Problem 2

Matchpoints 

Vul: Both 

You South)dealt

South Holds


- Q8765

- A9765

- A75

- Void

The Bidding Thus Far

South

West

North

East 

1

2

3

Pass

?????

 

 

 

 

The Panel's Votes

Action

Score

Expert's

Votes

Panel's

Votes

3

100

8

91

Pass

70

3

33

3NT

60

2

52

3

20

0

12

3

20

0

17

4

20

0

1

    You opened this hand intending on showing partner 5-5 in the majors but something happened on the way.  You can no longer bid your best suit.  You have four horrible choices.  You can bid three notrump but you have no source of tricks and no help for partner's suit.  You can rebid your weak spade suit.  You can bid 3 but bidding a three-card suit can lead to problems.  You could pass which in effect ends the auction.  This keeps the auction low but could ruin your partnership.  What would your partner say if you passed 3 and he held AKxxKxAKxxxxx?  The problem with bidding is that you are very likely to get too high.  If you can’t make anything, partner will let you out in game and you will go down quietly.  You might even get doubled if East has clubs and spades bottled up.  If partner has enough strength that game makes, you will find yourself heading towards slam.

    Two experts join me in ending the auction.  You can’t do this if partner can bid 3 with very good spade support.  I have the advantage that my partner supports me when he has support. 

Schwartz: "Pass---Wouldn't take this action at the table as I have to worry about partner's blood pressure, but here I can take what I feel is the percentage action.  Partner shouldn't have a big spade fit as he should fear heart preemption.  Thus having enough for game is unlikely with the misfit and likely entry problems, particularly with the overcall."

Bauer: "Pass---I hate it when this happens.  Partner had ample tools to establish spades as trumps and did not.  This is as cheap as we can get out of this misfit and the only person I really want to hear bid again is LHO."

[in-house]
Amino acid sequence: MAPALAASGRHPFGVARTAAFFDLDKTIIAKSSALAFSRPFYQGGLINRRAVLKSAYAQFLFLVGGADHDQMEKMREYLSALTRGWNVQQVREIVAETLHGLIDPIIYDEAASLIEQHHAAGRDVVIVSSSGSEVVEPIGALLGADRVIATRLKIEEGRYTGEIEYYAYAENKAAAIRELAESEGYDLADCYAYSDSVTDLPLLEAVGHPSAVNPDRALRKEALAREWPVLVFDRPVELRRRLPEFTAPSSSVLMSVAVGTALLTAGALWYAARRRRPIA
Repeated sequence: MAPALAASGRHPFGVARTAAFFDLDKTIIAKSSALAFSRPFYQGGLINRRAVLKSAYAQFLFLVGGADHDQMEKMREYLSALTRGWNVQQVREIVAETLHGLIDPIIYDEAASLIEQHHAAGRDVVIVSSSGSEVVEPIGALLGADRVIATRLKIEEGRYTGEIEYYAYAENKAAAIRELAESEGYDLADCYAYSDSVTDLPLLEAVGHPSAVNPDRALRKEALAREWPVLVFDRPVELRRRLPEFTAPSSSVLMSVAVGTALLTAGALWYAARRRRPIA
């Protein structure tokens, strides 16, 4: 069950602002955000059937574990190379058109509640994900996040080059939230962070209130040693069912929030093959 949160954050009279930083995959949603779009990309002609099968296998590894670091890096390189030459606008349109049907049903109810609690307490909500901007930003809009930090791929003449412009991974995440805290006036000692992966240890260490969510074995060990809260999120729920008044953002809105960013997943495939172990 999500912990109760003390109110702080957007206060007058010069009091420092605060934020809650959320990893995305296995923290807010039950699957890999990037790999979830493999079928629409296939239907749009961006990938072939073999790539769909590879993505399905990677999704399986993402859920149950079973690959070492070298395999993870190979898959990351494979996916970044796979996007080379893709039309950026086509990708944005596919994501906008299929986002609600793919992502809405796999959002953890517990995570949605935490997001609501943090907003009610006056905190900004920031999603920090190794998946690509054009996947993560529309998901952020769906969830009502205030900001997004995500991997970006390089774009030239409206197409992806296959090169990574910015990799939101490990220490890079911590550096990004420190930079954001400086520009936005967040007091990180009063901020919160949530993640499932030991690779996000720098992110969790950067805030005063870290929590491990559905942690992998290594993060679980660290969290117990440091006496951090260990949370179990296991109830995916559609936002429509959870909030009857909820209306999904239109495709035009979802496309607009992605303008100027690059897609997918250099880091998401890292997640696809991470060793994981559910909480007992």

Ten experts keep the auction open. Two experts bid three notrump.  If three notrump is going to make, partner has to be strong enough to move towards slam.

Woolsey: "Three notrump---Bidding notrump can be a dirty job, but somebody's has to do it.  On this hand that somebody is me.  Partner isn't going to have a heart stopper.  We are forced to game, and unless partner has three spades, in which case he will surely get us to 4, three notrump is our most likely game."

Shaw: "Three notrump---I'd like to pass and forget the whole thing but will maintain discipline."

     Eight experts bid a three-card suit.  Great!  You have next to nothing and you are misdescribing your hand.  How many aces are you going to show if partner bids RKC? 

Lublin: "3---Looks like 3 to me.  Only bid I can make."

Cappelletti: "3---This is definitely an "uh-oh" hand.  Might as well gamble a bit, with disaster when partner has Kxxx of diamonds, to try to achieve parity.  If partner bids 3 or 3 or 4, you are probably OK."

Hopkins: "3---I can see the grinch stayed around for this hand!  I am leaving partner room to show spade support (please, please, please!), but the situation does not appear promising.  Since this is only matchpoints, I would probably pass a 4 rebid by partner."

Musso: "3---Since 3 is forcing, passing is instantly out of the question.  Choices are 3 and 3.  Since spades are so poor, bidding 3 is the selection.   Hopefully, partner will support spades next."

Adams: "3---This is in the spirit of keeping the bidding low.  Perhaps partner given a chance to take captaincy has an easier hand to bid."